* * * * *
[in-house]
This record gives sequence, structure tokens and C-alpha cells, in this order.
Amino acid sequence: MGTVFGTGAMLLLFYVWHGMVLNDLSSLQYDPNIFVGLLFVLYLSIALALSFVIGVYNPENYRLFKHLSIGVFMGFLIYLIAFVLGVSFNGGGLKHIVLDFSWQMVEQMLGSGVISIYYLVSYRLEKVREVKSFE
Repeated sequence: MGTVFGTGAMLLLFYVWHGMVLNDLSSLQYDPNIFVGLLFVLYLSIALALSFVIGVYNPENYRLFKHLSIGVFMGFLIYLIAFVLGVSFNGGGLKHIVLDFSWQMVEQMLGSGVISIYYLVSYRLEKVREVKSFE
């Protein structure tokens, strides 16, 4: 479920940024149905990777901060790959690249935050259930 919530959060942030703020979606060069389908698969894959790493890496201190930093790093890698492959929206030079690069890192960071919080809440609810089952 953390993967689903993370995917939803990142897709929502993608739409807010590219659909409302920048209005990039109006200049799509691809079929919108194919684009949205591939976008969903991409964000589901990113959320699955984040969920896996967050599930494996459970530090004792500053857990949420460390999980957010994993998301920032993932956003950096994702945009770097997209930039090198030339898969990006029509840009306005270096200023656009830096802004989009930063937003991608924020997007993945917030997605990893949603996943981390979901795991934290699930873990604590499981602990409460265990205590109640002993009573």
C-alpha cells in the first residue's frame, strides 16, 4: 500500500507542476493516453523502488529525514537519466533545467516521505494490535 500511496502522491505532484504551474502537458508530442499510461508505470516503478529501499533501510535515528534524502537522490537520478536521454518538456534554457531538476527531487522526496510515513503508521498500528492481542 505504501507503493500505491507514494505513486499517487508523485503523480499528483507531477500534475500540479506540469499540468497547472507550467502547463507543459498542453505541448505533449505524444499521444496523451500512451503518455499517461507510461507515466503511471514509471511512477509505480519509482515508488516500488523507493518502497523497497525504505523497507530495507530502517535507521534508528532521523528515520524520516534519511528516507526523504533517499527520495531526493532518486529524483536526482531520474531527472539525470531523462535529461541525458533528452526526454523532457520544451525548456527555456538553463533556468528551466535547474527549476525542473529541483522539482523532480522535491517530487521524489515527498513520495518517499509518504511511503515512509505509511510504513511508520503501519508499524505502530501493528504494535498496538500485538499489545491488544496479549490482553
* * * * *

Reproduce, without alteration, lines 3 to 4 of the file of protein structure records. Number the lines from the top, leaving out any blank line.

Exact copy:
Amino acid sequence: MGTVFGTGAMLLLFYVWHGMVLNDLSSLQYDPNIFVGLLFVLYLSIALALSFVIGVYNPENYRLFKHLSIGVFMGFLIYLIAFVLGVSFNGGGLKHIVLDFSWQMVEQMLGSGVISIYYLVSYRLEKVREVKSFE
Repeated sequence: MGTVFGTGAMLLLFYVWHGMVLNDLSSLQYDPNIFVGLLFVLYLSIALALSFVIGVYNPENYRLFKHLSIGVFMGFLIYLIAFVLGVSFNGGGLKHIVLDFSWQMVEQMLGSGVISIYYLVSYRLEKVREVKSFE